Happy Godless Constitution Dayby Don Lacey on Sep. 17, 2013, under Atheism, AZ Politics, Critical Thinking, Education, Freethought, Government, History, Responsible Government, Separation of Church & State, Supreme Court
This is a good day to celebrate our godless constitution! In spite of the recent disinformation from talk show hosts and companies like Hobby Lobby, the founding document of the country was not based on Christian principles. In fact, the founding document is completely godless. An advertisement put out by the Freedom From Religion Foundation expressing their view on the Constitution through quotes of Thomas Paine, Benjamin Franklin, George Washington, John Adams, Thomas Jefferson and James Madison can be found HERE. This day was established as an official holiday way back in 2004 by Senator Robert Byrd. People don’t get off work but the schools receiving any kind of federal funding are mandated to take a moment to focus in some manner on the importance of the country’s founding document. The particulars of that “moment” aren’t specified, just that it happen on this day. If you’d like to make your own “moment” of remembrance, you can take the quiz located HERE. According to the posted answer to one of the quiz questions, the Constitution contains 4,543 words and takes a half hour to read. There are a few people I know that carry a pocket sized version with them. The constitution was not perfect and has been successfully amended 27 times. It is the longest lasting written constitution in the world.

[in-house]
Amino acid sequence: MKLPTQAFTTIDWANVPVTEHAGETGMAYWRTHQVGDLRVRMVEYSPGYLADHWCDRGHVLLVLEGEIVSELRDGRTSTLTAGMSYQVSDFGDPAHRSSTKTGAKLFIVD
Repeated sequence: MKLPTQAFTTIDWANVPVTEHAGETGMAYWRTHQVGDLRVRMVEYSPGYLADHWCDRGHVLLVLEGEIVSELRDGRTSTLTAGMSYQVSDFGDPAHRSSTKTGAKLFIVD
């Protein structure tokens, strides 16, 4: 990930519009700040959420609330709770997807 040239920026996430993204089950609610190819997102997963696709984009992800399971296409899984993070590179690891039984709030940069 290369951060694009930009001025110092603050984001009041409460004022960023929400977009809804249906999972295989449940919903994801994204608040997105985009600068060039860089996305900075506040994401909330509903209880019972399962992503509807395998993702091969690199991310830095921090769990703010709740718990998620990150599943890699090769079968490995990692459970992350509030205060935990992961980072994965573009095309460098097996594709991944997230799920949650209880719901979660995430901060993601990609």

One thing that you’ll not find in the Constitution or any of its amendments is God, or creator, or Jesus. You’ll only find the word “lord” one time and it is in the signatory section where it is not used as a religious reference, “Seventeenth Day of September in the Year of our Lord one thousand seven hundred and Eighty seven.” The framers, though many were spiritual, decided that the new government should not involve itself in matters of religion. There is one mention of religion and it is a negative one. The Constitution, in Article 6, specifically bars any religious test as a qualifier to hold “any office or public trust under the United States.” In 1997 in the case of Silverman v. Campbell, the South Carolina Supreme Court ruled that the state constitution requiring an oath to God for employment in the public sector violated Article 6 of the federal constitution. While seven states still have provisions requiring religious belief for public trusts, they are not enforced due to the realization that any challenge of those provisions will succeed due to precedent and the application of the First and Fourteenth Amendments to the U.S. Constitution.